Frankly, Equiso sucked until I bought a proper controller for it on Amazon. Their controller was clever, creative, brilliant, and fucking useless. On one side it has media controls, and on the other a full keyboard with a G sensor so it senses which side is up. But it has echo issues on the keyboard that make the keyboard useless for entering passwords, and the optical connection leaves much to be desired. The thing itself is awesome but the controller link absolutely sucks. Fortunately there are third party controllers you can buy for it.
We have Roku and the Android controller app rocks. If you have a vast media library from "sources" then it rocks. I'm old school and not ready to try that path yet. Of course our Samsung stuff has Android apps for Android tablets and phones to control them, but the devices themselves are quite limited in intelligence relative to a proper Android stick. The Samsung Smart TV app marketplace is hilariously feeble.
The kids like some YouTube guy called "pewdiepie" who seems to be the modern George Carlin and I'm as uncomfortable with that as I suspect my parents were with George Carlin. Unlike my parents I appreciate this opening to engage.
Any World of Warcraft is one fantastic game, however , doesn't it try to get a b
Racism and LGBTism, all in one succinct post. You must be so proud of yourself.
I imagine anywhere on his property would have worked. In total he ended up putting in 4 wells in different locations, spread around, for different purposes. Seems like a safe bet there was an aquifer or the like below all of it. I'm sure he could have chosen any spot, and he already knew the area he wanted it in. He just dowsed for the specific spot.
Middle eastern countries are a somewhat diverse bunch in terms of overall attitudes. I can imagine quite a large difference in how well women do overall in say somewhere like Lebanon vs Saudi Arabia.
I didn't notice any links in the TFA, but they only really mentioned (vaguely) stuff from Jordan. I don't think Jordan is at the Saudi end of the scale here.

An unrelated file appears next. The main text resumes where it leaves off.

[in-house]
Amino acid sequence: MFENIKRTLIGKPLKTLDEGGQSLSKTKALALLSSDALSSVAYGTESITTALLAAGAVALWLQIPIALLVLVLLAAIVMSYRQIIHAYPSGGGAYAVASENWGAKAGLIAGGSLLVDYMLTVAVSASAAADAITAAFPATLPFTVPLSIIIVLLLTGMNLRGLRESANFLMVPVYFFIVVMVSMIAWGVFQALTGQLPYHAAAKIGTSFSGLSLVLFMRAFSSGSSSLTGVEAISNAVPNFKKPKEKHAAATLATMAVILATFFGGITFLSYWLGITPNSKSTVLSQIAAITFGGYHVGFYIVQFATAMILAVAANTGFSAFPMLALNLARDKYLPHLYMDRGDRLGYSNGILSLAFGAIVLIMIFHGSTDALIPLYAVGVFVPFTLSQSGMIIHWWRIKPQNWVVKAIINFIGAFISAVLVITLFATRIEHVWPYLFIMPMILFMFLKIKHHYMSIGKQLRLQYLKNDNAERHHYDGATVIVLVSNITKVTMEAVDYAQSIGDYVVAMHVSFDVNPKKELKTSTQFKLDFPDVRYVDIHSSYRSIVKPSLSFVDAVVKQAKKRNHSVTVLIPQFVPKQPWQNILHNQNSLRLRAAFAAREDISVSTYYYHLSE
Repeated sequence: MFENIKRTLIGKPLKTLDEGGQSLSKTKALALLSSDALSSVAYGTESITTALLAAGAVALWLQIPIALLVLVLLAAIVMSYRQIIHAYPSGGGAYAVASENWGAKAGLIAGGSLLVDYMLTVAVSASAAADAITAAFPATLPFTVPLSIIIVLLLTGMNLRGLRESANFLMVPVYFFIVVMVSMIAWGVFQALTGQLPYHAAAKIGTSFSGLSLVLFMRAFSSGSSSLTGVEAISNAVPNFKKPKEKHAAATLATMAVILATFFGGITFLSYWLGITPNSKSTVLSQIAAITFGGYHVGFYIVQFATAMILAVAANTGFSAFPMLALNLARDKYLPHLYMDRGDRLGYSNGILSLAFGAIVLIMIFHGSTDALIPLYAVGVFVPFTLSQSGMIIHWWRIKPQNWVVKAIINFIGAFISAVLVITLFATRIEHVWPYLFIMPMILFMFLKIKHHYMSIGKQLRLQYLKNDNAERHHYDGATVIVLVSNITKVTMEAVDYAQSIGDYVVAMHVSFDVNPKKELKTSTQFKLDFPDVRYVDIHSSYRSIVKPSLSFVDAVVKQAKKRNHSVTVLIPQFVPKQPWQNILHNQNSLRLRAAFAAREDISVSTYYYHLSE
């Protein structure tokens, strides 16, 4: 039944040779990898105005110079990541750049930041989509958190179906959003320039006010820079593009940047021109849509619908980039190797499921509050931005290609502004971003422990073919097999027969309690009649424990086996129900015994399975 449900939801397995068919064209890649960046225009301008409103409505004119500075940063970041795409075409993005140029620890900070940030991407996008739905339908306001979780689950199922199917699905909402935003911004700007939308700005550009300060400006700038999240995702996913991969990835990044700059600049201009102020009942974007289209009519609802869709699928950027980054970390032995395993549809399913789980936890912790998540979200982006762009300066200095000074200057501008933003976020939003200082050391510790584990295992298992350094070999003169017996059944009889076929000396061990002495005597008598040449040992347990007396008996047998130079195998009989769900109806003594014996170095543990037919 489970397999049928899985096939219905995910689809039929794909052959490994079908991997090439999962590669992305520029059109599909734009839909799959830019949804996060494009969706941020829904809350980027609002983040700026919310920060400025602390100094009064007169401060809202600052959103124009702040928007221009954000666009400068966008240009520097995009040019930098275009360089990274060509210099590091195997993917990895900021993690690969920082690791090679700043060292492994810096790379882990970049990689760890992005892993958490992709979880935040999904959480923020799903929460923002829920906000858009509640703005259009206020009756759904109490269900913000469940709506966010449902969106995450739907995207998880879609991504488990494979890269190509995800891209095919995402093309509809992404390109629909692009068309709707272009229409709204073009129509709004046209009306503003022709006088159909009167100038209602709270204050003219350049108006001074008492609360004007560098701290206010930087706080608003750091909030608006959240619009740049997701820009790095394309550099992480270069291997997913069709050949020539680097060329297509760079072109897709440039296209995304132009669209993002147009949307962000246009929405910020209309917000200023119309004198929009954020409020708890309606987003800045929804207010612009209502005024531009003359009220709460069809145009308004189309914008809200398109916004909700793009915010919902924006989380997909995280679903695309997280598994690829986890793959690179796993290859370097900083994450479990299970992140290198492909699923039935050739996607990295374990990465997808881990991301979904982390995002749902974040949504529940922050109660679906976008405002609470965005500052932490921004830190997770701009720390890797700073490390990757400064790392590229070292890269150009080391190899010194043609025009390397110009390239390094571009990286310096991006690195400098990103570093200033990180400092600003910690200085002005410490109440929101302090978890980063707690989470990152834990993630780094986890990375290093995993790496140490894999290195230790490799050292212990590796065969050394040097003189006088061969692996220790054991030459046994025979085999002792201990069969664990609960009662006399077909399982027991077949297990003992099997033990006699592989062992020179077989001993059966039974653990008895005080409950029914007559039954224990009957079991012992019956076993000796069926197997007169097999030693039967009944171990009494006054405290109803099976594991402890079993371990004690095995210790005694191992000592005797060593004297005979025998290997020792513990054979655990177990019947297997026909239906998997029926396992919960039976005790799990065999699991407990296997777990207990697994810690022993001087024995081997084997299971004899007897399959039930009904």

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Hey, Uncle Sam, I hear you need some replacement bomb detectors. Have you taken a look at my brand of detectors that work by the difficult-to-disprove tachyon flux method? Sure, they cost 50% more, but I guarantee at least one of us won't regret your buying them as I sip mohitos on my private beach a decade from now...
It's because anything multiplied by 1 is anything.
When risk tolerance is low the burden of proof is really on those who want to promote the risky behavior. There is no proof that it is impossible to read a zeroed drive (and it is unlikely there every will be until we reach the point where the uncertainty principle kicks in).
Oh, please. I concur with your point about weighing the relative cost of risk, but this is borderline magical thinking.
Try this similarly absurd argument: "There is no proof that it is impossible to trivially crack all known cryptographic algorithms." Furthermore, there's no proof it is impossible to recover data from hard drives that have been multiply wiped, shredded, and melted (hey, perhaps physics will discover an exception to the Curie temperature effect).
The risk tolerance may be low, but one needs to retain a sense of proportionality. There is no known way to read a zeroed disk. There is no known way to trivially crack AES. Magnetic domains heated past the Curie temperature will randomize/lose their data as far as we know.
There is no guarantee that using a water heater won't cause a BLEVE, but the risk has been mitigated. I think I will just embrace that risk in order to have hot water. Much the same with zeroing disks before releasing them.
Besides, as Schneier frequently points out, security is only as strong as your weakest link. It's much easier to compromise a human than to attempt to invent some new nanodomain technique to steal some fighter design. And that's before we lower the standard of confidentiality to the level that applies to a random person's medical history.
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we all know that it was the meteorite that landed in the yucatan. the kamkuska anti-matter one was in 1910, but obv wasn't big enoght to wipe out all life!
I think modern developers have a very fuzzy idea of what "business logic" means. I model business logic all the time in my databases, completely without the use of stored procedures (or even custom functions for the most part). Just the fact that you use a foreign key constraint happens to be business logic, and it *absolutely* belongs in the database.
This idea that a database is just an adjunct to the application only works for startup companies or lightweight web applications. Once you have a mature company doing anything of any real complexity, you will end up with such problems as
a. databases being accessed by more than one application.
b. databases that outlive application (or several applications)
c. enough tragic "oops" moments from the application team that the company finally hires a real DBA and/or data architect to make sure that no matter what, the data has trustworthy characteristics and integrity on its own.
Yes, data IS more important to a company than your application. Get over it. Just like the money in the bank (and who it belongs to) is more important to the bank than its tellers. It's just a fact of life.